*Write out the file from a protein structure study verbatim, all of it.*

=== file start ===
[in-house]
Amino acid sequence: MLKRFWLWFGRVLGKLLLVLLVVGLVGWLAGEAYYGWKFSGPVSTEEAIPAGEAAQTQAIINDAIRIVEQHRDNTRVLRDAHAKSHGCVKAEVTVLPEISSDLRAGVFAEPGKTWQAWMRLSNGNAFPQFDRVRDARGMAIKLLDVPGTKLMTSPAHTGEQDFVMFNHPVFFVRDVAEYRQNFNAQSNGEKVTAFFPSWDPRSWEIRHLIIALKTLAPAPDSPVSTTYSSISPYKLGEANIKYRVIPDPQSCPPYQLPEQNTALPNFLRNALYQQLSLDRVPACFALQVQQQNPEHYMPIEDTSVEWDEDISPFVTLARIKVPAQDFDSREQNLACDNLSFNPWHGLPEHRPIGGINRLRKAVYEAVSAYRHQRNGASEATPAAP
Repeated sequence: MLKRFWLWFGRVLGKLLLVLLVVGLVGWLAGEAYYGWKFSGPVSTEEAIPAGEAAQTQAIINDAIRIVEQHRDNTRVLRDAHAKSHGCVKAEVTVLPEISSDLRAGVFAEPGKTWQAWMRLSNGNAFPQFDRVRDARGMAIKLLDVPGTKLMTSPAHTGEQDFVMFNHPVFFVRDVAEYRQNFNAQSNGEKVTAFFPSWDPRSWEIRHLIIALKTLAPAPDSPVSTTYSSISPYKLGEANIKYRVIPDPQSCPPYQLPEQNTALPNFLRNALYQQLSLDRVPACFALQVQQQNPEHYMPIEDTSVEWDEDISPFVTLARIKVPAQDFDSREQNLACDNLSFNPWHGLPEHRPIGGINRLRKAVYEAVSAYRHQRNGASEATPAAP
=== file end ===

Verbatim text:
[in-house]
Amino acid sequence: MLKRFWLWFGRVLGKLLLVLLVVGLVGWLAGEAYYGWKFSGPVSTEEAIPAGEAAQTQAIINDAIRIVEQHRDNTRVLRDAHAKSHGCVKAEVTVLPEISSDLRAGVFAEPGKTWQAWMRLSNGNAFPQFDRVRDARGMAIKLLDVPGTKLMTSPAHTGEQDFVMFNHPVFFVRDVAEYRQNFNAQSNGEKVTAFFPSWDPRSWEIRHLIIALKTLAPAPDSPVSTTYSSISPYKLGEANIKYRVIPDPQSCPPYQLPEQNTALPNFLRNALYQQLSLDRVPACFALQVQQQNPEHYMPIEDTSVEWDEDISPFVTLARIKVPAQDFDSREQNLACDNLSFNPWHGLPEHRPIGGINRLRKAVYEAVSAYRHQRNGASEATPAAP
Repeated sequence: MLKRFWLWFGRVLGKLLLVLLVVGLVGWLAGEAYYGWKFSGPVSTEEAIPAGEAAQTQAIINDAIRIVEQHRDNTRVLRDAHAKSHGCVKAEVTVLPEISSDLRAGVFAEPGKTWQAWMRLSNGNAFPQFDRVRDARGMAIKLLDVPGTKLMTSPAHTGEQDFVMFNHPVFFVRDVAEYRQNFNAQSNGEKVTAFFPSWDPRSWEIRHLIIALKTLAPAPDSPVSTTYSSISPYKLGEANIKYRVIPDPQSCPPYQLPEQNTALPNFLRNALYQQLSLDRVPACFALQVQQQNPEHYMPIEDTSVEWDEDISPFVTLARIKVPAQDFDSREQNLACDNLSFNPWHGLPEHRPIGGINRLRKAVYEAVSAYRHQRNGASEATPAAP